Clueless My World of Flops Case File # 128/My Year of Flops II # 25: Holmes & Watson (2018)
A few months back, the powerhouse duo of Adam McKay and Will Ferrell, the big guns behind Funny or Die, the Gary Sanchez production company and beloved cult classics like Anchorman, Step Brothers and The Other Guys split ways professionally, essentially dissolving their longstanding and enormously fruitful partnership.
Devastated comedy fans rent their garments and screamed out to the heavens, “Why? Why hath the Lord, in His infinite wisdom, driven this pair asunder?” Then they looked at Ferrell and McKay’s recent output. In 2018 McKay released another Oscar-nominated political manifesto, in this case the Dick Cheney biopic Vice, a follow-up to his multi-Oscar nominated 2016 docudrama exploration of the financial crisis, The Big Short. And Ferrell released Holmes & Watson, a more or less universally loathed Golden Raspberry contender in six categories and a winner in four, including Worst Picture.
The two men seem to be veering off in sharply divergent directions. McKay has become a Serious maker of Quality Films while Ferrell’s recent output feels like it should go straight to undiscriminating man-caves. I’m talking movies like Daddy’s Home, its Mel Gibson-augmented sequel, the gay panic-plus-racism prison sodomy comedy Get Hard, Zoolander 2 and Holmes & Watson, a grade A stinkeroo, only a mother, or a Tim and Gregg of On Cinema could love.
True, McKay is credited as a producer on Holmes & Watson, but it’s easy to imagine the Saturday Night Live veteran sitting down at his laptop and watching a rough cut of Holmes & Watson for the first time and suddenly deciding that he needs to make a whole lot of changes in his life and career, beginning with distancing himself professionally from the buffoon onscreen desperately trying to make masturbation, vomit and shit jokes work through sheer determination.
Ferrell and John C. Reilly starred in two of the best loved comedies of the past twenty years in Step Brothers and Talladega Nights but Holmes & Watson established itself as a leaden misfire to be dreaded rather than anticipated despite the extraordinary talent involved with a singularly dire poster featuring the previously beloved duo making an H and a W with their hands in a manner suggesting those Afro-American gangs you see today with the rapping and the breakdancing and the beat-boxing rather than famous literary detectives from the 1890s.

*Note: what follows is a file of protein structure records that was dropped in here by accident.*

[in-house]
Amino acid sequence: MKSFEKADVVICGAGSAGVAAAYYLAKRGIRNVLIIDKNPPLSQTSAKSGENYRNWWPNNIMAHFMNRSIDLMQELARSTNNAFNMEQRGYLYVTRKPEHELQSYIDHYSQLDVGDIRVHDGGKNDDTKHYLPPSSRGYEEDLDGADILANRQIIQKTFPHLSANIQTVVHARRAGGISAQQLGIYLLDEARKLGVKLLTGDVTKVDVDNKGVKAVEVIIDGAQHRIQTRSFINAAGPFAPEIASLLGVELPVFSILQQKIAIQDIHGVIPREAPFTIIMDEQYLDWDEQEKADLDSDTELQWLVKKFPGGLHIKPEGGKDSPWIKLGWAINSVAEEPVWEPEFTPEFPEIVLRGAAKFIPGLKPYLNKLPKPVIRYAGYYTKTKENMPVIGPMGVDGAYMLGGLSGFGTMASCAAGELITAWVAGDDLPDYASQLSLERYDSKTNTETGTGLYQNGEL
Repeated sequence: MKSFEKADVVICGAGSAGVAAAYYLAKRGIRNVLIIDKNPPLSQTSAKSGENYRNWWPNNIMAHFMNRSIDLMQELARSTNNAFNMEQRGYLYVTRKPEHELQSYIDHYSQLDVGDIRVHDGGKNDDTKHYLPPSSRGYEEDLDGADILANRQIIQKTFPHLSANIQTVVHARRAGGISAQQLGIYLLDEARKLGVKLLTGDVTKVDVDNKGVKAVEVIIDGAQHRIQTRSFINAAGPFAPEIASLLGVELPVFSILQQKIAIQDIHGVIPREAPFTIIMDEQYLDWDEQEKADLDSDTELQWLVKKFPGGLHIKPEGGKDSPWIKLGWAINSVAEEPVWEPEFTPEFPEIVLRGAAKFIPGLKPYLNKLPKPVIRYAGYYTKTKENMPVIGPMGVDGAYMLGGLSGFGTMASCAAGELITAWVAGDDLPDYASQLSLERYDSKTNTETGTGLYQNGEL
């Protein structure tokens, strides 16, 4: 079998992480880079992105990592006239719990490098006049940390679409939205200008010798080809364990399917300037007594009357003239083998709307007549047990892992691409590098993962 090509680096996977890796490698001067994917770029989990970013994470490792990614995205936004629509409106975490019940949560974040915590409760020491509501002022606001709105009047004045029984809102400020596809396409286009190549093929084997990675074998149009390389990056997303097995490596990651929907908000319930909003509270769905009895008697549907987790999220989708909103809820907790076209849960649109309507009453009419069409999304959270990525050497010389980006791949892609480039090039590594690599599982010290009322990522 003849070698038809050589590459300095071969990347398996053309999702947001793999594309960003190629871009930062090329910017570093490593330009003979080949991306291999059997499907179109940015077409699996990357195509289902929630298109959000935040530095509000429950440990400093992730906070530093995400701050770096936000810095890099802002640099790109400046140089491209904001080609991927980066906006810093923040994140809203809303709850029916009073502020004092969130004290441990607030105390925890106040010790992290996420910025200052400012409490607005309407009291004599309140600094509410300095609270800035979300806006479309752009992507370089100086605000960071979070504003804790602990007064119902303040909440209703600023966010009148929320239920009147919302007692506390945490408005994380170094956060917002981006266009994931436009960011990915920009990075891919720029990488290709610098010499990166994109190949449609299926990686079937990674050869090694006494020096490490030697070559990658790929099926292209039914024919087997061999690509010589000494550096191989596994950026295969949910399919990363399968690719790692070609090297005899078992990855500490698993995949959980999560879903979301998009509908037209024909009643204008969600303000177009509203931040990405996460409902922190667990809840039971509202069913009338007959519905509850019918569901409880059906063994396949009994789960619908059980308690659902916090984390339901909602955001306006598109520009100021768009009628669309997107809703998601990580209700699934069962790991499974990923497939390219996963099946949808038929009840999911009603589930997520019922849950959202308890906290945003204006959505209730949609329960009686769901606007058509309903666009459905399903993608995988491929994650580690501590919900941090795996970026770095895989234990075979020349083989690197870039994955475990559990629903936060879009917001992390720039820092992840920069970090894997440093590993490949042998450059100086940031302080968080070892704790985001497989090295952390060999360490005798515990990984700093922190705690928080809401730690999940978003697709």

This cursed image all too accurately captures the glib essence of the film’s most painful gags, which inquire impishly, “Isn’t it CRAZY that this movie takes place WAY back in the past but now it’s totally the present?” to which the only reasonable response is, “No” followed by an even bigger no.
Yet Holmes & Watson can’t help but giggle uproariously at the anachronistic audacity of having a deeply inebriated Sherlock Holmes (Will Ferrell) and John Watson (John C. Riley) try to transmit the first dick pick—via telegraph or take an old-timey “selfie.” The dreadful time-warp gags begin immediately, and ominously, with the words “Logic is the sword by which we slay ancient superstitions. But lo, the heart has has its own truths to teach us” being credited not to Sherlock Holmes creator Arthur Conan Doyle or a poet or philosopher but rather the fourth episode of the second season of Hannah Montana.
It’s a gag that lands with a thud. And a groan. And an “ugh” accompanied by angry eye rolling. Starting off yet another goof on the time-tested mythology of Sherlock Holmes and his trusty sidekick with a reference to Hanna Montana takes us out of the terrible movie we’re watching and ushers us into an even worse comedy full of lazy pop culture references from the past three decades and insultingly clunky references to modern-day politics, pop culture and millennial culture.